Tips for managing conflict:
- Accept conflict
- Be a calming agent
- Listen actively, be attentive and ask questions
- Analyze the conflict
- Model neutral language
- Separate the person from the problem
- Work together
- Agree to disagree
- Focus on the future
- Move past “positions”
- Share your interests
- Be creative
- Be specific
- Maintain confidentiality
- Reach a solution together
- Always use “I” instead of “you” to express your feelings and avoid the other person/party feeling attacked and becoming defensive.
- Use open body language
- People often tend to mimic who they are around. Mimicking can be an effective tool because if someone is angry and seems closed off, conflict can be harder to resolve, while if people are open and keep calm everyone will be more open to resolving the problems.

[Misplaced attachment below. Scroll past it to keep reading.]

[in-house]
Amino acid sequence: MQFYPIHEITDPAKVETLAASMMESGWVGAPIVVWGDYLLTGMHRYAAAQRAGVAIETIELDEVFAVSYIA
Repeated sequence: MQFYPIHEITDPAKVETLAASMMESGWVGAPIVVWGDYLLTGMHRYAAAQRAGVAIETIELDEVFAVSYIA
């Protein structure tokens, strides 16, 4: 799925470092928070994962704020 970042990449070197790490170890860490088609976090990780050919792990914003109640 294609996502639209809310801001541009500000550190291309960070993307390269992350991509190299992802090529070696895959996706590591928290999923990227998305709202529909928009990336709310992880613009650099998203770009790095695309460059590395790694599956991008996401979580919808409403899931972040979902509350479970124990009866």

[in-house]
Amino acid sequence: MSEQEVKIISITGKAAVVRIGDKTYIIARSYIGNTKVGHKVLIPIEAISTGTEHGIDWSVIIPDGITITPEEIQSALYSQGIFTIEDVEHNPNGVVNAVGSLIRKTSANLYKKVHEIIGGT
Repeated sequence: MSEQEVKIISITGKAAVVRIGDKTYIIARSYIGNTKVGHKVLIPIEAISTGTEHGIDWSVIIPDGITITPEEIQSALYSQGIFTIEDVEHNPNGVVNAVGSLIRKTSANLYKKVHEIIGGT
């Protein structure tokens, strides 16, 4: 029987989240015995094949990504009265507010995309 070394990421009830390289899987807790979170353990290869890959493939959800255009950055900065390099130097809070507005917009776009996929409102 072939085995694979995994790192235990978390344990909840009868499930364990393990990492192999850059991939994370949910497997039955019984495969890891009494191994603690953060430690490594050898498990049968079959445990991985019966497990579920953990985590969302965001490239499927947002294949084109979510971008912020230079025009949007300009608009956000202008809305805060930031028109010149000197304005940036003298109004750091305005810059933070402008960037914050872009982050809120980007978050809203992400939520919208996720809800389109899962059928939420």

- Ask good questions trying to understand the other person/party, including feedback on how to improve the situation
- Define the problem and the underlying need or conflict
- Create a follow-up plan and check-in to make sure solution is being met
- Always validate their feelings, including: "I’m sorry this hurt you"
- A popular formula for assertive language includes the formula: "I understand…", "I feel…", "I want…"
Example of assertive language from Case Study #1:
"I understand that this is the first time the pantry has had a VISTA member so my role may still be unclear. However, I feel very undermined and undervalued when I am only considered a ‘volunteer.’ I really want to bring value to this pantry through my work this year, in ways a simple volunteer can’t. I also want to feel like I am part of this organization, since I am working here full-time for the next year."